Чернівецька область   Černivec'ka oblast' Černivci province
Чернівецька міська рада   Černivec'ka mis'ka rada Černivci city municipality



ro: Cernăuţi lv: Čerņivci lt: Černivciai, Černovcai cs, sk: Černovice en: Chernivtsi hu: Csernovic pl: Czerniowce de: Czernowitz, Tschernowitz fr: Tchernivtsi se: Tjernivtsi et, fi: Tšernivtsi nl, no: Tsjernivtsi
el: Τσερνίβτσιβ
be: Чарнаўцы mk, sr: Чернивци bg: Черновци ru: Черновцы, Черновицы mo: Чернэуць
he: צ'רנוביץ yi: טשערנאוויץ

Чернівці (Černivci) is situated at an elevation of 248 m on the river Prut in the norther Bukovina region of western Ukraine. The city is the administrative centre of the Černivci oblast (province), its population is about 242,300 (2005). Černivci is also the administrative centre of the Černivci raion (district) and is also designated as its own district (city municipality) within that district.

Archeological evidence discovered in the area surrounding Černivci indicates that a local population existed in that area since the neolithic era. Remains of the early Slavic tribes in the area date back to the 2nd–5th centuries. A fortified settlement located on the left shore of the Prut river dates back to the time of the Principality of Halych and is thought to have been built by Grand Prince Yaroslav Osmomysl, who ruled from 1153–1187. Legendary accounts refer to this fortress-city as Čern, or Black city, and it is said to owe its name to the black color of the city walls, built from dark oak layered with local black-colored soil. This stronghold was unfortunately destroyed during the Mongol invasion in 1259. However, the remaining ramparts of the fortress were still used for defense purposes; they were augmented with several bastions, one of which is still extant, in the 17th century. Beginning in 1359, for more than 400 years, the city and its surroundings became part of the Principality of Moldavia. Czernowitz became a part of the Duchy of Bukovina, a crownland of the Austrian Empire, in 1775 and received the Magdeburg rights soon thereafter. During the 19th and early 20th century, Černivci became a center of the Romanian, and also Ukrainian nationalist movement. Černivci was also the site of the first Yiddish language conference in 1908. The university of Černivci was founded in 1875, marking the centennium of its being part of the Austrian empire. When Austria-Hungary dissolved in 1918, Černivci (in Romanian Cernăuţi) and the surrounding region became part of the Kingdom of Romania following the Treaty of Paris / Saint-Germain-en-Laye (1919). In 1940, the Red Army occupied the region and Černivci (in Russian Черновцы / Černovcy or Черновицы / Černovicy) subsequently became a part of the Ukrainian SSR of the Soviet Union. In 1941 it was recaptured by Romania before it was returned to the Ukrainian SSR in 1944. Since 1991 Černivci is part of independent Ukraine.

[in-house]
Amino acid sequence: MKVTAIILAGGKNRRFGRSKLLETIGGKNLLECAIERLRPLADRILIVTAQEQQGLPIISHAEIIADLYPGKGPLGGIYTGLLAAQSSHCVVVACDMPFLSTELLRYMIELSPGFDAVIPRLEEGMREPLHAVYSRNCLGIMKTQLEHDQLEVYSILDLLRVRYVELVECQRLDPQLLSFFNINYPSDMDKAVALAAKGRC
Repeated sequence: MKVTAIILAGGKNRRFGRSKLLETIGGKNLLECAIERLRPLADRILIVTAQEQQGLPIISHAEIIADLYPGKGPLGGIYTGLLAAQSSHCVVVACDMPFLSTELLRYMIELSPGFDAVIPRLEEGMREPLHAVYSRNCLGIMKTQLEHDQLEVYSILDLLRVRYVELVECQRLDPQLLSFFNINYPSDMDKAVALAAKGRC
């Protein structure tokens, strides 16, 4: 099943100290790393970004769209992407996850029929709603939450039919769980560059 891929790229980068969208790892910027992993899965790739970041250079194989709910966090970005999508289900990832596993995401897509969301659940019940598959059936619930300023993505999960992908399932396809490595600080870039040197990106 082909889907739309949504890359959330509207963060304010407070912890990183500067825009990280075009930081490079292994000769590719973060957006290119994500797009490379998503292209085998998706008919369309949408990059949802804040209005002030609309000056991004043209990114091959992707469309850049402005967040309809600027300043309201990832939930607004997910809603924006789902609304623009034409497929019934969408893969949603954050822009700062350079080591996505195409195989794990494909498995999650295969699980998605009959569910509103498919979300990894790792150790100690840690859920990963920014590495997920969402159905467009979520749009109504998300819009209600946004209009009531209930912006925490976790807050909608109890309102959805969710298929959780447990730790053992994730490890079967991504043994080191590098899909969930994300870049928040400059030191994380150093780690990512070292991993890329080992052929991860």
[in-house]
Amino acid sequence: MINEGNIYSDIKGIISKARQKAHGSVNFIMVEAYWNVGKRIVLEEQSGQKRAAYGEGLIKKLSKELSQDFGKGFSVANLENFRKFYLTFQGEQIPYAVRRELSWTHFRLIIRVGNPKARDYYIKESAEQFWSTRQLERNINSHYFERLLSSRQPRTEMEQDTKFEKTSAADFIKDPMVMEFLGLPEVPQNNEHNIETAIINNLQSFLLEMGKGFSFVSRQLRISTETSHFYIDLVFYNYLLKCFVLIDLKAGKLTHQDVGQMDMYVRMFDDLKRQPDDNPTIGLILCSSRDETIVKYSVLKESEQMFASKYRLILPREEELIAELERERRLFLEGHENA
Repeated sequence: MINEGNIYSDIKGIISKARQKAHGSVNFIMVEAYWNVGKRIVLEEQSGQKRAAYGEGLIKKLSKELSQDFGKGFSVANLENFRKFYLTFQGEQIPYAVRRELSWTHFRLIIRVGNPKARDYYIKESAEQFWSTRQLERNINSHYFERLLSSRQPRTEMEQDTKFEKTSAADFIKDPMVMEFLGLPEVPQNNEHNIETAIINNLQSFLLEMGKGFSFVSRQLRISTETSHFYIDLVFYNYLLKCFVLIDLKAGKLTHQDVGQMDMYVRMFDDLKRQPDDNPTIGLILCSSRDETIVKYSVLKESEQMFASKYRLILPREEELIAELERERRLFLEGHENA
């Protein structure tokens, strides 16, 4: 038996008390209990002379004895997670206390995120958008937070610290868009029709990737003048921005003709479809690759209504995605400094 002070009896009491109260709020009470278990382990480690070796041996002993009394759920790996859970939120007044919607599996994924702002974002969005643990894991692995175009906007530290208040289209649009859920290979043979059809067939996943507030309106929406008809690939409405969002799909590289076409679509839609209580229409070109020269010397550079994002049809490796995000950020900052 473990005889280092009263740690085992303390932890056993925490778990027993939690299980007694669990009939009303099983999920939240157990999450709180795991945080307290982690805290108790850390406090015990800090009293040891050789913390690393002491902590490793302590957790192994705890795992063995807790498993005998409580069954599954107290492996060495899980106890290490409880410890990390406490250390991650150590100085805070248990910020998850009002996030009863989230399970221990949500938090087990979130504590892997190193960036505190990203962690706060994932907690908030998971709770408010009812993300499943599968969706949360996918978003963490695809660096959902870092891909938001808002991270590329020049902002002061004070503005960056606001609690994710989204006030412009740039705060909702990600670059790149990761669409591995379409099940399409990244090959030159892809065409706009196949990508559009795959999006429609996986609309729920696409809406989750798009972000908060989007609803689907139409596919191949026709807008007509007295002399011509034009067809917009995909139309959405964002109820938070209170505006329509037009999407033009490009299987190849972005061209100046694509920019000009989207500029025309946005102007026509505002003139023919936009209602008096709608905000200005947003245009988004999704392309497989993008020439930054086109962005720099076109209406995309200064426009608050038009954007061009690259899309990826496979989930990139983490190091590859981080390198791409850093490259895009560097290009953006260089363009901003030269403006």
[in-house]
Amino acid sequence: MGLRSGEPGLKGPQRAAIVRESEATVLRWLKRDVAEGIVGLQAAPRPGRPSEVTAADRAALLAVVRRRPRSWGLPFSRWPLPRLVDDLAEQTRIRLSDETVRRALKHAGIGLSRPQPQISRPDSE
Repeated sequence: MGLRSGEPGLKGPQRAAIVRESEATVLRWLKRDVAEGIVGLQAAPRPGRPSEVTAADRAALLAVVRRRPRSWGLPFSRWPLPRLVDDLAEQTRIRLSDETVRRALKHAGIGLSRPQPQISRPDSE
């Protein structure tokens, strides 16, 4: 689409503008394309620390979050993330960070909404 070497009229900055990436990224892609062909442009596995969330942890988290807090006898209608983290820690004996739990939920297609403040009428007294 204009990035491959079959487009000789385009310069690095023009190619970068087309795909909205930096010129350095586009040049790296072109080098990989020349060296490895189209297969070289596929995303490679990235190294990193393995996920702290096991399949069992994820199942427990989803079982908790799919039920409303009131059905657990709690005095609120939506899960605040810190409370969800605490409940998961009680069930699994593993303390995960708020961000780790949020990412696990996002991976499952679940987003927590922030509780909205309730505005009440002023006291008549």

Many famous people were born in Černivci. Among those many are: the poets Rose Ausländer and Paul Celan, the biochemist Erwin Chargaff, the architect and painter Oskar Laske, the writers Josef Burg and Gregor von Rezzori, and the drama expert and librettist Joseph Gregor, to name just a few...

2446 Чернівці (Černivci)
The Seminarium of the Greek-Orthodox Archiepiscopal Residence [near left, no. 2446] is the impressive residence of the Greek-Orthodox Metropolitans of Bukovina and Dalmatia. It was built in 1864–1882 by the Czech architect Josef Hlavka and still is the most important landmark of Černivci. Since the Soviet period, the former residence is used by the university of Černivci which had been founded in 1875 by Emperor Franz Joseph I of Austria. The complex was listed as a UNESCO World Heritage site in 2011. (See also list of other UNESCO World Heritage sites depicted on glasses of this collection)

2445 Чернівці (Černivci)
The Theatre (Teatrul im. Olgi Kobylyanskoy) [left, no. 2445] was built in 1904–1905 as Municipal Theatre by the famous architects Ferdinand Fellner and Hermann Helmer from Vienna. The design had been projected for Czernowitz in 1900, but the project was put on hold for several years. Subsequently, the plans were first used by Fellner and Helmer for the Stadttheater Fürth (Germany) in 1901–1902. As the Czernowitz project was taken up again, the original plans were used with slight alterations. Hence, the theatres of Černivci and Fürth are very similar in appearance. The theatre's capacity was 813 seats. When Czernowitz became the Romanian city of Cernăuţi, the theatre was renamed Teatrul National on 2nd January 1922. When Černivci became Ukrainian, the theatre was renamed in honour of the Ukrainian poet Olga Kobylyanska whose statue is located in front of the theatre.
(See also list of further buildings by Fellner and Helmer that are depicted on glasses of this collection.)

4434 Чернівці (Černivci) 4435 Чернівці (Černivci)
The Town Hall [near left, no. 4434, and right, no. 4435] is located in the central square of Černivci, Центральна площа (Central'na plošča). The edifice was built in 1842–1848 after a design from the architect Andreas Mikulicz. The two-storey tower with its height of 50 metres has become a popular landmark of the city.

[http://en.wikipedia.org/wiki/Chernivtsi; https://en.wikipedia.org/wiki/Residence_of_Bukovinian_and_Dalmatian_Metropolitans; http://www.andreas-praefcke.de/carthalia/europe/ua_chernivtsi_teatr.htm; https://www.bukowina-portal.de/de/ct/249]

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